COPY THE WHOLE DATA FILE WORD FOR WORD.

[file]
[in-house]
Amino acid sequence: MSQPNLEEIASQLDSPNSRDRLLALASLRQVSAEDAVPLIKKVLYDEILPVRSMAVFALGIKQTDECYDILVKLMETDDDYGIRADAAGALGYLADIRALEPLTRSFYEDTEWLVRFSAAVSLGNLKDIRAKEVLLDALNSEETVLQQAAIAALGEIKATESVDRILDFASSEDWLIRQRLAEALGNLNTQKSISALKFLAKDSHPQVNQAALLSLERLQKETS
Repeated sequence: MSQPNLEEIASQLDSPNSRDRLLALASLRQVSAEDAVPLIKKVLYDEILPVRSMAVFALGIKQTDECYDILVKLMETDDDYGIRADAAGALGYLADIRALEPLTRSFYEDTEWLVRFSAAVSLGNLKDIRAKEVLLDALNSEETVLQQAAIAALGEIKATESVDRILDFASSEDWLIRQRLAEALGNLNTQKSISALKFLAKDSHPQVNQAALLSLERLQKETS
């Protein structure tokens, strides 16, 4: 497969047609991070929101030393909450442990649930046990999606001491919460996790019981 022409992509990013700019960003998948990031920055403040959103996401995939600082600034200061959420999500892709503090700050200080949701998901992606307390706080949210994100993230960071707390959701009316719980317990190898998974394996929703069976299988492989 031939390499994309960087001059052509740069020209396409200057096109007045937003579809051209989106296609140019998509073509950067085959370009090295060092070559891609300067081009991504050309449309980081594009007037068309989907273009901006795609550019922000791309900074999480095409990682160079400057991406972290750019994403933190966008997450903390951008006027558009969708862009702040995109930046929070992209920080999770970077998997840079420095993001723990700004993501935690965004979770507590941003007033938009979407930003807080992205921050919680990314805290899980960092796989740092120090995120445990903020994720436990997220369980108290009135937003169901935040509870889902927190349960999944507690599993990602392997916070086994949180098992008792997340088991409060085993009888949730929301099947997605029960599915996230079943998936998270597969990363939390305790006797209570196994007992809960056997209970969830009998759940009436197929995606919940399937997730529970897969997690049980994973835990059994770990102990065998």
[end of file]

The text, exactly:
[in-house]
Amino acid sequence: MSQPNLEEIASQLDSPNSRDRLLALASLRQVSAEDAVPLIKKVLYDEILPVRSMAVFALGIKQTDECYDILVKLMETDDDYGIRADAAGALGYLADIRALEPLTRSFYEDTEWLVRFSAAVSLGNLKDIRAKEVLLDALNSEETVLQQAAIAALGEIKATESVDRILDFASSEDWLIRQRLAEALGNLNTQKSISALKFLAKDSHPQVNQAALLSLERLQKETS
Repeated sequence: MSQPNLEEIASQLDSPNSRDRLLALASLRQVSAEDAVPLIKKVLYDEILPVRSMAVFALGIKQTDECYDILVKLMETDDDYGIRADAAGALGYLADIRALEPLTRSFYEDTEWLVRFSAAVSLGNLKDIRAKEVLLDALNSEETVLQQAAIAALGEIKATESVDRILDFASSEDWLIRQRLAEALGNLNTQKSISALKFLAKDSHPQVNQAALLSLERLQKETS
């Protein structure tokens, strides 16, 4: 497969047609991070929101030393909450442990649930046990999606001491919460996790019981 022409992509990013700019960003998948990031920055403040959103996401995939600082600034200061959420999500892709503090700050200080949701998901992606307390706080949210994100993230960071707390959701009316719980317990190898998974394996929703069976299988492989 031939390499994309960087001059052509740069020209396409200057096109007045937003579809051209989106296609140019998509073509950067085959370009090295060092070559891609300067081009991504050309449309980081594009007037068309989907273009901006795609550019922000791309900074999480095409990682160079400057991406972290750019994403933190966008997450903390951008006027558009969708862009702040995109930046929070992209920080999770970077998997840079420095993001723990700004993501935690965004979770507590941003007033938009979407930003807080992205921050919680990314805290899980960092796989740092120090995120445990903020994720436990997220369980108290009135937003169901935040509870889902927190349960999944507690599993990602392997916070086994949180098992008792997340088991409060085993009888949730929301099947997605029960599915996230079943998936998270597969990363939390305790006797209570196994007992809960056997209970969830009998759940009436197929995606919940399937997730529970897969997690049980994973835990059994770990102990065998």